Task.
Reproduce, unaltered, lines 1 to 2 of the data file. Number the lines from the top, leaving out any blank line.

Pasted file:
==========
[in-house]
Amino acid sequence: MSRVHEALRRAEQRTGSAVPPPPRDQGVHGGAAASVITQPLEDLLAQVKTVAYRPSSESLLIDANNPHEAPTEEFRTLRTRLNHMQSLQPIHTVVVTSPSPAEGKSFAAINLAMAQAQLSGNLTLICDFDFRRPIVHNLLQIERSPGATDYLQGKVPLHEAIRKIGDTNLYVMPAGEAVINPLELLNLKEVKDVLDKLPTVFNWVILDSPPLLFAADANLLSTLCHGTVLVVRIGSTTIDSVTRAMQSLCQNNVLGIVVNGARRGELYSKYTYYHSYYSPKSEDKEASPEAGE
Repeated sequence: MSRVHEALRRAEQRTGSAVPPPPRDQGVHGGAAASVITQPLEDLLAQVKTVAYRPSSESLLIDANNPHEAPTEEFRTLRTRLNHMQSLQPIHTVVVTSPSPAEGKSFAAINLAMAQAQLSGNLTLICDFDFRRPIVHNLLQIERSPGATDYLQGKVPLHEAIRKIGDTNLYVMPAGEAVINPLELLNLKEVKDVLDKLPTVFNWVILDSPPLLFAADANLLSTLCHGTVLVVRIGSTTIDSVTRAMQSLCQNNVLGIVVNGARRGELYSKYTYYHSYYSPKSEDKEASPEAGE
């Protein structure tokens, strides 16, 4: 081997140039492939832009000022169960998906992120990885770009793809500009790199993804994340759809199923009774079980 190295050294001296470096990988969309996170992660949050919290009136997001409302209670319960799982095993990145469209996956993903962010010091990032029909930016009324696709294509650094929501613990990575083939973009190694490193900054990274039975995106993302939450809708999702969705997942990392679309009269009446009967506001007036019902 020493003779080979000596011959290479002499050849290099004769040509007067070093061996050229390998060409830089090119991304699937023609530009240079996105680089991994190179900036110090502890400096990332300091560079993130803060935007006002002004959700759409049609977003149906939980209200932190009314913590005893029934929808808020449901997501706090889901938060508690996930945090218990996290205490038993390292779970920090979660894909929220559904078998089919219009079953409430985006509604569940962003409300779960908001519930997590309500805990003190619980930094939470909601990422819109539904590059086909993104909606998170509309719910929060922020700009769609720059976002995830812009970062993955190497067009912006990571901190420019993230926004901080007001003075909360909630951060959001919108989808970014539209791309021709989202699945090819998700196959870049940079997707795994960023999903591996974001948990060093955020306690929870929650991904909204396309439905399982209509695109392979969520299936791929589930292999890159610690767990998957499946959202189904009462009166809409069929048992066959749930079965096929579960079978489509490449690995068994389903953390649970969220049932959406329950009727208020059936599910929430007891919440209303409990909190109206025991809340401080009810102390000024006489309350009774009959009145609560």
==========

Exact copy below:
[in-house]
Amino acid sequence: MSRVHEALRRAEQRTGSAVPPPPRDQGVHGGAAASVITQPLEDLLAQVKTVAYRPSSESLLIDANNPHEAPTEEFRTLRTRLNHMQSLQPIHTVVVTSPSPAEGKSFAAINLAMAQAQLSGNLTLICDFDFRRPIVHNLLQIERSPGATDYLQGKVPLHEAIRKIGDTNLYVMPAGEAVINPLELLNLKEVKDVLDKLPTVFNWVILDSPPLLFAADANLLSTLCHGTVLVVRIGSTTIDSVTRAMQSLCQNNVLGIVVNGARRGELYSKYTYYHSYYSPKSEDKEASPEAGE